6. In this Feb. 14, 2018, file photo, students hold their hands in the air as they are evacuated by police from Marjory Stoneman Douglas High School in Parkland, Fla., after a shooter opened fire on the campus. (Mike Stocker/South Florida Sun-Sentinel via AP, File) [MIKE STOCKER  |  AP]
    But this year’s bill may provoke fewer fireworks than the bitter debates seen in the past two sessions.
  7. The four candidates for Clearwater mayor in 2020. Clockwise from the top left: Frank Hibbard, Morton Myers, Bill Jonson and Elizabeth "Sea Turtle" Drayer. [[Frank Hibbard (Courtesy of Hibbard); Morton Myers [Douglas R. Clifford | Times]; Bill Jonson [Douglas R. Clifford | Times]; Elizabeth "Sea Turtle" Drayer; (Courtesy of Drayer)]
    We might learn a great deal about a key election in Tampa Bay.
  8. Rep. Anthony Sabatini presents his bill to create school board term limits to the Florida House PreK-12 Innovation subcommittee on Jan. 21, 2020. [The Florida Channel]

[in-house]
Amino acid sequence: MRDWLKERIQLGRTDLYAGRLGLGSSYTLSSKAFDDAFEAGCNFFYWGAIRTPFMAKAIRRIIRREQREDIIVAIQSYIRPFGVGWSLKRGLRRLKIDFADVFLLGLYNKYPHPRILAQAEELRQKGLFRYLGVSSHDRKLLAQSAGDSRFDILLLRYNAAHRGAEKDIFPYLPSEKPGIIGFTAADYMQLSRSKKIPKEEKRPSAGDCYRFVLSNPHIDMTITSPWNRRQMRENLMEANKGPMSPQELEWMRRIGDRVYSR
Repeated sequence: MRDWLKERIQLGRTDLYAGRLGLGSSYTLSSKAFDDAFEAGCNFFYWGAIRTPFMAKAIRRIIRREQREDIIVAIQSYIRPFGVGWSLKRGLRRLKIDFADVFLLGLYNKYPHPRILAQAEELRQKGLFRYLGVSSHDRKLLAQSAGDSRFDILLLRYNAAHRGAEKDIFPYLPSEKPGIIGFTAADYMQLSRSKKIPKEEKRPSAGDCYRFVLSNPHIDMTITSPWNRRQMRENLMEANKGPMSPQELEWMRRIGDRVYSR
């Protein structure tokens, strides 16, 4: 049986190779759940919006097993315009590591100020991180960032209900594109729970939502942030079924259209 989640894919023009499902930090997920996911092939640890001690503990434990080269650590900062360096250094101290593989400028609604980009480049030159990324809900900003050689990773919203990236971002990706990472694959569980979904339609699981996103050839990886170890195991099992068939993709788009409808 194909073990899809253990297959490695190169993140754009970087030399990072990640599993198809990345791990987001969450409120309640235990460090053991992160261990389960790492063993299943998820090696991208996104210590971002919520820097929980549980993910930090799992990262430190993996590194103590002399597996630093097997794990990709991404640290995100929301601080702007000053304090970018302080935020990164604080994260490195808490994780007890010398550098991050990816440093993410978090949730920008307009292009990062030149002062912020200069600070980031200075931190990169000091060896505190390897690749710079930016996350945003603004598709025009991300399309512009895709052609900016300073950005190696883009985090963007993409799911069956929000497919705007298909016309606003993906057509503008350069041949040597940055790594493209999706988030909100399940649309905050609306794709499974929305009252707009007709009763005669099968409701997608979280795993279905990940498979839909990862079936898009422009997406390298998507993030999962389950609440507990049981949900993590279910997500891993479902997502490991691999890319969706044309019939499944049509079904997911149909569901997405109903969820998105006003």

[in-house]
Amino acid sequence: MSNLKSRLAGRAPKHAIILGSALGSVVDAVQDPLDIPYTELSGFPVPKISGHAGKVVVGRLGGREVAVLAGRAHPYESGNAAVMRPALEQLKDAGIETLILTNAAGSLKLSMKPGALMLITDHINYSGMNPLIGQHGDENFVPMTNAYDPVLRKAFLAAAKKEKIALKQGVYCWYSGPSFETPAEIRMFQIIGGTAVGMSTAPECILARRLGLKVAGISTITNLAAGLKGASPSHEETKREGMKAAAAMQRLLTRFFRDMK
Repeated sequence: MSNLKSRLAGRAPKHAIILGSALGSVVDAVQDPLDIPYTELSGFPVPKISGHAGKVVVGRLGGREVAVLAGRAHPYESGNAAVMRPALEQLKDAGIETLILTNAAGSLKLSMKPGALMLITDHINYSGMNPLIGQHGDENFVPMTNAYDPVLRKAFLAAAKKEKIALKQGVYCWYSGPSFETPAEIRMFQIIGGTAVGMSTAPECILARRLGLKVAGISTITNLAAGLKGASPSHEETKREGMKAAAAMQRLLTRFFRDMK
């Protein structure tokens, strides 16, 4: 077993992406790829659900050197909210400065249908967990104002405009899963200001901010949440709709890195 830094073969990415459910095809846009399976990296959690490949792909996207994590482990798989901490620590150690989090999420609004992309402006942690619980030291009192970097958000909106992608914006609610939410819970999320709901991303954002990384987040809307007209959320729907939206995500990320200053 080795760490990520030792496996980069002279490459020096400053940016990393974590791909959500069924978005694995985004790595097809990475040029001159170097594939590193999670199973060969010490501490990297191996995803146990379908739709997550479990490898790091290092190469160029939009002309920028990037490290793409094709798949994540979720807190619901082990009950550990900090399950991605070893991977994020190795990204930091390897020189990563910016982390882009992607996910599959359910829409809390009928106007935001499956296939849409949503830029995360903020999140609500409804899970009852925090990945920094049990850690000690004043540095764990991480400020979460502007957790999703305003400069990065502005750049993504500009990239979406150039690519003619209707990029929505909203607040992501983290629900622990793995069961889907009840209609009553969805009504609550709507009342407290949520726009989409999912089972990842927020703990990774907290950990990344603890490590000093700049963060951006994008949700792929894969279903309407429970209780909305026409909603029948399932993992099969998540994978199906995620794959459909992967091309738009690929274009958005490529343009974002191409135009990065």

The idea would require a three-fifths vote in each chamber before it could appear on the ballot.
  9. Muhammad Abdur-Rahim points out the location of a former African American cemetery in the old Clearwater Heights neighborhood, where he grew up. Archaeologists have begun surveying the land using ground penetrating radar. [JAMES BORCHUCK  |  Times]
    Marked graves were moved in the 1950s, records show. But unmarked graves may have been left behind.
  10. Deputies and the sheriff of Grayson County, Va., shared photos on their official Facebook from Monday's second-amendment rally in Richmond, Va. [Grayson County Sheriff's Office]
    In a viral video on Twitter, Grayson County Sheriff Richard Vaughan calls proposed legislation ‘unconstitutional.’